A Minute In History – The Queen of The CVE’s and the Invasion of Leyte

FM-2 Wildcat on combat air patrol over USS Santee (CVE-29) during the Leyte invasion - October 1944 ( Photo by US Navy)

Brought to you by Ladd Gardner Aviation Insurance.

FM-2 Wildcat on combat air patrol over USS Santee (CVE-29) during the Leyte invasion - October 1944 ( Photo by US Navy)
FM-2 Wildcat on combat air patrol over USS Santee (CVE-29) during the Leyte invasion – October 1944 ( Photo by US Navy)

By Ann-Marie Loos

One of the longest campaigns of WWII, The New Guinea Campaign lasted from 1942 – 1945. Japan had easily conquered the majority of the northern reaches of the island, but had run out of steam during the Papuan campaign and failed to capture Port Moresby on the southern most part of the massive island. A strategic blunder by the enemy, the Allies then went on the offensive in a series of campaigns that gave them control of most of this strategically important island. This would be a fatal blow to the Japanese presence in The Pacific. It should be noted, that like much of the Pacific campaigns fought by the Japanese, disease and starvation claimed more enemy lives than actual battle action.

Santee
After commissioning, Santee served in the Atlantic. When American neutrality ended on 7 December 1941, Santee was carrying oil for a secret airdrome at NS Argentia, Newfoundland. In the spring of 1942, Santee’s conversion to an aircraft carrier was begun at the Norfolk Navy Yard.

In 1944 during the closing phase of the campaign, USS Santee (CVE-29) fueled and provisioned near Espiritu Santo in April then sailed to The Solomons. Her air group took part in destroying 100 enemy aircraft and tearing up enemy airfields before departing to The Admiralties. Arriving at Seeadler Harbor, she took on fuel and food; then sailed again for Hollandia. From May to June, she added to her current complement of aircraft with 66 Corsairs and 15 Hellcats. In early June, her division steamed north for Kwajalein. By August, Santee reached the newly won Guam. Her 81 aircraft became the first planes to operate from the re-conquered island.

The U.S. Navy escort carrier USS Santee (ACV-29), probably taken on 16 October 1942. Santee was the only one in her class ever camouflaged in Measure 17.
The U.S. Navy escort carrier USS Santee (ACV-29), probably taken on 16 October 1942. Santee was the only one in her class ever camouflaged in Measure 17.

After training, she sailed in early October reaching Philippine waters a few weeks later. Her gunners shot down one enemy plane during a morning attack, and her aircraft downed two more. On the 25th she launched five Avengers and eight Wildcats for an attack against Japanese surface units more than 100 miles to the north. But at 0740 a kamikaze crashed through the flight deck severely damaging the hangar deck below. 15 minutes later an enemy sub would launch a torpedo that struck the ship causing flooding of several compartments and creating a 6-degree starboard list. To note: this and the attack on the Suwanee (CVE-27) 30 seconds later, are generally considered the first deliberate kamikaze attack of the war. After emergency repairs less than two hours later, Santee was once again combat ready having never been out of formation.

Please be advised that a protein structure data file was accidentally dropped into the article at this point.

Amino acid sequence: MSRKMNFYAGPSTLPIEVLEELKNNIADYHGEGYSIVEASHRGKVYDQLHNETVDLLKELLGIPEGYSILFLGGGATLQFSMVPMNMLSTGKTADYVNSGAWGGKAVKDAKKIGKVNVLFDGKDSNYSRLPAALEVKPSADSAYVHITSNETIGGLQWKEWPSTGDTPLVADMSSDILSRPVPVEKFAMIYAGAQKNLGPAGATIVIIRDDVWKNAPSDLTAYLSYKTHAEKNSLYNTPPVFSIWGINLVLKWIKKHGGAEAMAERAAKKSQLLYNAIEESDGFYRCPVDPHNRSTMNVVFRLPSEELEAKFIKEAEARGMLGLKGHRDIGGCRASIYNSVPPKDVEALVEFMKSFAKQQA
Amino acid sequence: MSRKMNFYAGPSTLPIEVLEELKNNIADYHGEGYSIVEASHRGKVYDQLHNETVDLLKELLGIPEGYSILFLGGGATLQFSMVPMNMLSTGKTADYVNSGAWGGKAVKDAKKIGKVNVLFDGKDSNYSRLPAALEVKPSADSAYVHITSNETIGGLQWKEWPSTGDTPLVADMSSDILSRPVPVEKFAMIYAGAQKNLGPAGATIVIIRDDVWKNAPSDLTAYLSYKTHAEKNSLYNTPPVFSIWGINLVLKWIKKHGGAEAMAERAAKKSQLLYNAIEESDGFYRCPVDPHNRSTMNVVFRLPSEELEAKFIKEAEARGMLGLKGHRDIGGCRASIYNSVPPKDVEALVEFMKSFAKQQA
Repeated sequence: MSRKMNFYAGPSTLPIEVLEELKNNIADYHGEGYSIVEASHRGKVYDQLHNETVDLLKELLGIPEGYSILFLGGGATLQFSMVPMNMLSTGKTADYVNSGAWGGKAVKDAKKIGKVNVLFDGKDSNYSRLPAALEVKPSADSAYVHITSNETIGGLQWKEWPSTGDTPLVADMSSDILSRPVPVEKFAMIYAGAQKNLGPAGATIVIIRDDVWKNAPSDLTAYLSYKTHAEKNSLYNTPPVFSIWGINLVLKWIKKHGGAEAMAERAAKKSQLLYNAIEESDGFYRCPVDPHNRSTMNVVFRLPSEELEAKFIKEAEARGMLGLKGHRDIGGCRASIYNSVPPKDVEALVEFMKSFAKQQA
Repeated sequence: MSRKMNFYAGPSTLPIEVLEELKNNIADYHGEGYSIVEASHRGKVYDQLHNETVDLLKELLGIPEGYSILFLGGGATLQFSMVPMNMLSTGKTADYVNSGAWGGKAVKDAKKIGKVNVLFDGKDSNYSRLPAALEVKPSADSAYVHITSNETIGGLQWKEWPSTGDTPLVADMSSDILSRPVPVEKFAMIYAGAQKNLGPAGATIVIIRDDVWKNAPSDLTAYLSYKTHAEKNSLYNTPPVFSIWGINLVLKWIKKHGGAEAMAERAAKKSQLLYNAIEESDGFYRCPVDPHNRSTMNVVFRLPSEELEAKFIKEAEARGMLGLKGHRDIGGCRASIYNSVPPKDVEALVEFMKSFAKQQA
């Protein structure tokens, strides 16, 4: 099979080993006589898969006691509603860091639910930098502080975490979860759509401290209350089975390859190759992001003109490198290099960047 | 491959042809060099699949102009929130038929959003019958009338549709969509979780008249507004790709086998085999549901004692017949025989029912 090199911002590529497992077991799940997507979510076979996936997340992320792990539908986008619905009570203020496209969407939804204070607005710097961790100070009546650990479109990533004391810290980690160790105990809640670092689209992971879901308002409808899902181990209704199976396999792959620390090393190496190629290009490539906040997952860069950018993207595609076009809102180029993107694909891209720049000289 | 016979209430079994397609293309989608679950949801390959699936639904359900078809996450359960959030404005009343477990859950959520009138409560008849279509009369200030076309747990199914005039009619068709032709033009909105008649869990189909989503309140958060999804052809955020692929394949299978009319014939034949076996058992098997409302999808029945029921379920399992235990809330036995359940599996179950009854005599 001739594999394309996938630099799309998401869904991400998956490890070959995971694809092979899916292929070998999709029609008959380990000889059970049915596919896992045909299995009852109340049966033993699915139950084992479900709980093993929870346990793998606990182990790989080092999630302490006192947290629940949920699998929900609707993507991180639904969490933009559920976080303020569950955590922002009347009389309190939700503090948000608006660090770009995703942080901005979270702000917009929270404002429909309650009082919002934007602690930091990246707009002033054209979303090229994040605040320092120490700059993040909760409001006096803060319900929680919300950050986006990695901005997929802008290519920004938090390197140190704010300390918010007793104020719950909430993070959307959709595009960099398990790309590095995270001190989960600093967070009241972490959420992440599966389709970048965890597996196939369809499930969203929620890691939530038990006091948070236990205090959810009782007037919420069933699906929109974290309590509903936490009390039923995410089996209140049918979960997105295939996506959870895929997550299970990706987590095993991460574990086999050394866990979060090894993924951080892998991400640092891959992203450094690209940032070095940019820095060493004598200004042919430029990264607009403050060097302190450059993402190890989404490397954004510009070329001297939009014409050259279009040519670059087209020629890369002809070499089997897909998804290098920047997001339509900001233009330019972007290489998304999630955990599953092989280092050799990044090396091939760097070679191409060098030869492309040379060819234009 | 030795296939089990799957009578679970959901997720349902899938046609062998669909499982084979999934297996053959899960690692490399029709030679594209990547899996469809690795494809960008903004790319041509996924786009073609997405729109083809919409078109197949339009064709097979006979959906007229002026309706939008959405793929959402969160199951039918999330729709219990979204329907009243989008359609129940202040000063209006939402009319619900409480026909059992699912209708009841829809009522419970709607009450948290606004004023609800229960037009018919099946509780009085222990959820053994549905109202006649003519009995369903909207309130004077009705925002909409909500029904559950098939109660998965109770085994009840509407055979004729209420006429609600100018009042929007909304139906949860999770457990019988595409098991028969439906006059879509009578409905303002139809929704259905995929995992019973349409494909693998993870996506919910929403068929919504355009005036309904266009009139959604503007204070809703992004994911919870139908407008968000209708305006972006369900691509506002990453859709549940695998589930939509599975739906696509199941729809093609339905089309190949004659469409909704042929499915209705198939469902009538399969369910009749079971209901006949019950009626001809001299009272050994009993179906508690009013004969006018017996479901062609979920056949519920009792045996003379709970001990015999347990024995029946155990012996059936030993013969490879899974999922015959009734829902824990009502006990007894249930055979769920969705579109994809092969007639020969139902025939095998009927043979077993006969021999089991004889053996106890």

Santee 1

 

Between October 18th and 27th, her planes shot down 31 Japanese aircraft and sank one 5,000 long ton ammunition ship, in addition to damage inflicted by strafing during their 377 sorties. At the end of the month, she returned to anchor in Seeadler Harbor for temporary repairs. Underway again by early November, she steamed to Pearl for more repairs. She then took on almost 100 Marines for transport back to the U.S. Santee completed the year undergoing repairs to battle damage and general overhaul.

About Ladd Gardner Insurance

At LGA Insurance, we are proud to be an independent agency with a full compliment of company relationships. As an independent brokerage, we are not bound by single-company relationships. We only work with established underwriters with strong fiscal foundations, and our clients can be assured that their assets are protected. From historic planes and general aviation to fleets and rotorcraft, our aviation insurance professionals have the knowledge and relationships to match the right policy to each owner’s aviation needs. Call us today if you’d like a quote or would like to know more about the independent brokerage advantage. Visit www.lgainsurance.com

Screen Shot 2017-10-19 at 1.58.37 PM

Screen Shot 2017-10-19 at 2.54.35 PM

Be the first to comment

Leave a Reply

Your email address will not be published.


*